I realize that homosexuality and obesity are two very different conditions, but there are some important points of similarity. For one thing, I know from experience how bullies on the playground (some of whom don’t change their stripes as adults) prey on kids who are different, so I can sympathize with those who have been mercilessly persecuted because of their not-so-hidden sexual identity struggles.

Leaving aside the bullies, there are several typical responses to the fat kid. Some disdainfully point out the obvious (“you’re fat”) and what should happen (“you need to lose 50 lbs.”), but through word and attitude communicate indifference (or worse) to the poor guy’s situation. On the other side of the spectrum, there are those who want to offer an easy way, who want to make the child feel good about being fat.

While my built-up defenses might have suggested otherwise, and I didn’t always respond favorably to constructive weight-loss suggestions, deep down I wanted to change. I appreciated efforts—even seemingly unsuccessful ones—to reach out to me. The people who cared most about me offered diets, changes in lifestyle, and fitness regimens to help me escape an unwanted condition. They offered a plan which typically involved hard work and discipline. Even more, they offered hope.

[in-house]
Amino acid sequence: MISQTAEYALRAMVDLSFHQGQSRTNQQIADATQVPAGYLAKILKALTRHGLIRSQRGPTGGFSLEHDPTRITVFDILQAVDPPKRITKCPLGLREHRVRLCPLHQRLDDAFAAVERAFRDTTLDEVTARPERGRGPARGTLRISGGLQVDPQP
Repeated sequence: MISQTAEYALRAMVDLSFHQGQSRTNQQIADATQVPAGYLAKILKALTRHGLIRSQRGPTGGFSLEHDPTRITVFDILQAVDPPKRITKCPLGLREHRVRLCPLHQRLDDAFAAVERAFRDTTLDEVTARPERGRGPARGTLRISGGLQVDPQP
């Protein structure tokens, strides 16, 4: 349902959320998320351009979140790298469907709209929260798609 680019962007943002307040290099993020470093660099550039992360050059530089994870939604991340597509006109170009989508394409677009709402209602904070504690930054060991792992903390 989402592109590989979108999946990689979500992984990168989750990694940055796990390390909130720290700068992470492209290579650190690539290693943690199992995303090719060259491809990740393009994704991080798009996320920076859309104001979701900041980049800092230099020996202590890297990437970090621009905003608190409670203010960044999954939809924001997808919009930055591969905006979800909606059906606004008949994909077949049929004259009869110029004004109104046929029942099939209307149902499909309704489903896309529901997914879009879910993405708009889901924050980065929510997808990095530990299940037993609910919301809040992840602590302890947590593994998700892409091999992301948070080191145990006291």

Homosexual persons need a similar message.

Bible Basics

We all know about the dissent that has plagued the Church in recent decades, contributing mightily to the contemporary “crisis of faith.” Some point to problems in the revised liturgy—both in itself and, more credibly, in the way it’s been implemented. Others point to problems in moral theology ushered in by Fr. Charles Curran and his colleagues. But I think underneath this is a crisis in Scripture scholarship, which today has led to a certain agnosticism and skepticism about God’s inspired Word.

This is true when it comes to the Bible’s clear condemnation of homosexual activity. One frequently hears, for example, that contrary to Church teaching (cf. Catechism, no. 2357), the sin of Sodom was not homosexual activity but inhospitality. Of course, we also hear that Our Lord’s multiplication of loaves was not a miracle, but an important lesson on sharing.

Let’s look at just one of the several passages on homosexuality in the Bible:

“Do not be deceived; neither the immoral, nor idolaters, nor adulterers, nor homosexuals, nor thieves, nor the greedy, nor drunkards, nor revilers, nor robbers will inherit the kingdom of God. And such were some of you. But you were washed, you were sanctified, you were justified in the name of our Lord Jesus Christ and in the Spirit of our God” (1 Cor. 6:9-11).